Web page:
Most of the upgrades I made to the guitar were in the electronics department. In order to do this yourself, some soldering skills are required, however, your local music shop will likely carry out this work for a small charge.
For this guitar, I chose the Fender 54 Custom Shop Stratocaster set. These are vintage output pickups, and are ideal for clear, chiming clean sounds, or punchy distorted rhythm playing. Pickups are of course a personal choice, and if you want to play anything heavier, I would recommend that you look elsewhere, as these do not really work with excessive distortion.
The change in tone from this mod was the most noticeable, particularly as I changed from a HSS to a SSS configuration. Overall it was a huge improvement on the stock pickups.
In order to get the most out of a new set of pickups, I would recommend replacing the rest of the electronics at the same time, particularly in a lower-end guitar such as this. The electronics is where most of the costs are cut, and the components used are usually far from high quality.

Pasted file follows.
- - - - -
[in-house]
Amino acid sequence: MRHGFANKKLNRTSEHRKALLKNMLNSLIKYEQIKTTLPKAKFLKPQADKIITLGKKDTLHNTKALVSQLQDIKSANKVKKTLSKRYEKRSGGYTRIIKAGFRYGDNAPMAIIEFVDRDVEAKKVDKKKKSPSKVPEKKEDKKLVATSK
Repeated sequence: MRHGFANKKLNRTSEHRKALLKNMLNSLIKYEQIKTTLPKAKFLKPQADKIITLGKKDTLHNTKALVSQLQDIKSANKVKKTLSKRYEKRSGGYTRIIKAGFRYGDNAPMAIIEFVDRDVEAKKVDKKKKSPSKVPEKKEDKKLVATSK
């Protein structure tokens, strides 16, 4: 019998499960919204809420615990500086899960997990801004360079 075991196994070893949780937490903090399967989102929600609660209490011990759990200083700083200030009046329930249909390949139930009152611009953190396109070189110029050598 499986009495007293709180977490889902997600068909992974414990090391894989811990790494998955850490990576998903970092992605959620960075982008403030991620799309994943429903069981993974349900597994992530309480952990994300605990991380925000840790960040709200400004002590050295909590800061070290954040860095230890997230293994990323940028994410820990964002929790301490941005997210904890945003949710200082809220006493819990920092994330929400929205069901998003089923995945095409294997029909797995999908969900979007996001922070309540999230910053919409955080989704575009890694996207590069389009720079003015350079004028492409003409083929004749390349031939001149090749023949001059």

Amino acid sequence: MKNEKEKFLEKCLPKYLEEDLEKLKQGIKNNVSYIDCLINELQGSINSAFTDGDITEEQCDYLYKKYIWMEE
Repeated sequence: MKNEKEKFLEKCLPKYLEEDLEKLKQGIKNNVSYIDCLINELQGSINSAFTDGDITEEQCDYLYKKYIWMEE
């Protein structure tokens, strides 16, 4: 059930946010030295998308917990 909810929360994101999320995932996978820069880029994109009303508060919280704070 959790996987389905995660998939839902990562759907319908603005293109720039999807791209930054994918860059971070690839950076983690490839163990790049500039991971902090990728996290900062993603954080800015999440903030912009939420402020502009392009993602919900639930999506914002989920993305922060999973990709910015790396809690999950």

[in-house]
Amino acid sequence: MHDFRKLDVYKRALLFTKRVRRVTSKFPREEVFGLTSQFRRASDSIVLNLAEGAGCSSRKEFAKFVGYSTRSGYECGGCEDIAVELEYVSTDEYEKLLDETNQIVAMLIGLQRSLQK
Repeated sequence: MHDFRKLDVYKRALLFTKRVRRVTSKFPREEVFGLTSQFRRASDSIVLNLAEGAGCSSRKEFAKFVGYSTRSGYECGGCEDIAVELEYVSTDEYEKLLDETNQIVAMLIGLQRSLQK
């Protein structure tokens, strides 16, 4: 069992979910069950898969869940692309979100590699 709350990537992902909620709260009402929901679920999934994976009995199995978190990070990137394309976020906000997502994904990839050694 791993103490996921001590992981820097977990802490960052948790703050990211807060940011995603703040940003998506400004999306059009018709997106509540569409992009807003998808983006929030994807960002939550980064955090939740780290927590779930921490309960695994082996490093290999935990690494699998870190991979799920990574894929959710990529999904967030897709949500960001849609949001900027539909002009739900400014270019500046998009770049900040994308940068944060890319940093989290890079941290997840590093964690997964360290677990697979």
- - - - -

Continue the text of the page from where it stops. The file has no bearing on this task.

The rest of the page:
I have used CTS pots for the project, which are essentially an industry standard, and are far superior to the stock parts. Volume control is now more smooth and consistent across their entire range. I combined this with a Sprague Orange Drop capacitor, which gives a much finer degree of control over the tone.
As can be seen from the picture, I also added a genuine Fender selector switch. The original switch was very low quality, and this gives a much more quiet and stable feel to the guitar, which is reassuring in a live setting
The final piece was a Switchcraft output jack, which, again; is an industry standard. This eliminates the annoying pops and crackles which can be caused by the inferior stock jack.
The new electronic parts required a new pickguard to accommodate them, which I will cover in the next post